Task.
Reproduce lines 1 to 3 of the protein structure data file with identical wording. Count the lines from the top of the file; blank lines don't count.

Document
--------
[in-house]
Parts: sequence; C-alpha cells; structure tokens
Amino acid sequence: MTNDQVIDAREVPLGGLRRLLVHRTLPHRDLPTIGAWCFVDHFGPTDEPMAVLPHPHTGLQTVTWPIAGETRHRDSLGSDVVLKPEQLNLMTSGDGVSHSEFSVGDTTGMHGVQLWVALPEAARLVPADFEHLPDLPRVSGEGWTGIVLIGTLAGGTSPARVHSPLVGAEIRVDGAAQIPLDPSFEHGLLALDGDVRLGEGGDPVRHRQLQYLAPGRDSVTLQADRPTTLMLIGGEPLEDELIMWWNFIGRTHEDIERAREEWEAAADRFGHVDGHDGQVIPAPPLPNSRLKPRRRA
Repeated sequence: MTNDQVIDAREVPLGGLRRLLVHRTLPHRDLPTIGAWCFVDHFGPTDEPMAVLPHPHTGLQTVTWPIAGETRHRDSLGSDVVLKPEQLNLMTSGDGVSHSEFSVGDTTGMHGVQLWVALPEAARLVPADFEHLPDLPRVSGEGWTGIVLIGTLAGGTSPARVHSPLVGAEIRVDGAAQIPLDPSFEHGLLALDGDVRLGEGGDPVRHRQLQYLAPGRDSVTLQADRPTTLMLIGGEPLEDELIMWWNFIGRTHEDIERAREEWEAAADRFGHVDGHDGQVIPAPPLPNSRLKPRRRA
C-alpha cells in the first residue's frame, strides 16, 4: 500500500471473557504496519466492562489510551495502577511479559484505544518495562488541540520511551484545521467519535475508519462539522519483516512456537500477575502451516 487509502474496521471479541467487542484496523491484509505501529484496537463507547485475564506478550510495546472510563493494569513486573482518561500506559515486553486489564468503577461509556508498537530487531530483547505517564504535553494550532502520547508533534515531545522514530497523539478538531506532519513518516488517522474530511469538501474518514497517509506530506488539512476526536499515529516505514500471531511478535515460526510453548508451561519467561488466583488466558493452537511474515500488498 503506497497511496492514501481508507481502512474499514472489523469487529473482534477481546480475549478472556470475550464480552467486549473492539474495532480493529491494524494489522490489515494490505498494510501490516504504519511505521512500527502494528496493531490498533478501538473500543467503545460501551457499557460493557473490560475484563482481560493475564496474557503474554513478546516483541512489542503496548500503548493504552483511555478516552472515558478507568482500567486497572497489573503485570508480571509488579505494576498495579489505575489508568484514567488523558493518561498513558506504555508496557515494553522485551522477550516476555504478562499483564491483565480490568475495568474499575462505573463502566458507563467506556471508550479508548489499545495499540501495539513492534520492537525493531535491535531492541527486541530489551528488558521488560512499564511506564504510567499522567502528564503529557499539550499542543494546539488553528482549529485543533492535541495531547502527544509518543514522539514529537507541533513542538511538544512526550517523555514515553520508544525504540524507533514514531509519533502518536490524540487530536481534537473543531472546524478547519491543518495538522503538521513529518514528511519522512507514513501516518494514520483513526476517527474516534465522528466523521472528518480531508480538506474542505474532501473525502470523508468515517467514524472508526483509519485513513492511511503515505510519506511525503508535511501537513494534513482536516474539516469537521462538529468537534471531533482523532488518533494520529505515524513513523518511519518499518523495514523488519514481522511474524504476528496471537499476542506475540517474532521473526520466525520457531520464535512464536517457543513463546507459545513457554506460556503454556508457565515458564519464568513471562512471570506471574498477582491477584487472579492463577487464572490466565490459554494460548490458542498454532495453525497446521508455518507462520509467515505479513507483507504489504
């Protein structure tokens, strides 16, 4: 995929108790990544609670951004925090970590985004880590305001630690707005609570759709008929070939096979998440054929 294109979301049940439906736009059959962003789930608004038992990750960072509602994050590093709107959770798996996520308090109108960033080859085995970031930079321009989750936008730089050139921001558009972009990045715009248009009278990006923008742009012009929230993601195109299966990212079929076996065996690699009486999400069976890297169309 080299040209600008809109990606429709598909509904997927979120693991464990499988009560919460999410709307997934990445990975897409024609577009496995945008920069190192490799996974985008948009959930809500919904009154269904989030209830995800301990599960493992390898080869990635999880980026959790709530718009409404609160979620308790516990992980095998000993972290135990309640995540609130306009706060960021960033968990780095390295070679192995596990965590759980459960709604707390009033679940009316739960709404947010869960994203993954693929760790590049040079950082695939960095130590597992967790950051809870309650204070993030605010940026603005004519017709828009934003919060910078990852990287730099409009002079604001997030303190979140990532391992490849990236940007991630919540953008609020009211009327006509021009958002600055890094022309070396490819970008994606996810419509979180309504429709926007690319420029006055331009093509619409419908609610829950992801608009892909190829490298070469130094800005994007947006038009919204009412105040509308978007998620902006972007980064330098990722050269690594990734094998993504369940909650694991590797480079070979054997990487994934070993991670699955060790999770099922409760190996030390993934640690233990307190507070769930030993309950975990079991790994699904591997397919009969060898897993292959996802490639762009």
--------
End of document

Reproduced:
[in-house]
Parts: sequence; C-alpha cells; structure tokens
Amino acid sequence: MTNDQVIDAREVPLGGLRRLLVHRTLPHRDLPTIGAWCFVDHFGPTDEPMAVLPHPHTGLQTVTWPIAGETRHRDSLGSDVVLKPEQLNLMTSGDGVSHSEFSVGDTTGMHGVQLWVALPEAARLVPADFEHLPDLPRVSGEGWTGIVLIGTLAGGTSPARVHSPLVGAEIRVDGAAQIPLDPSFEHGLLALDGDVRLGEGGDPVRHRQLQYLAPGRDSVTLQADRPTTLMLIGGEPLEDELIMWWNFIGRTHEDIERAREEWEAAADRFGHVDGHDGQVIPAPPLPNSRLKPRRRA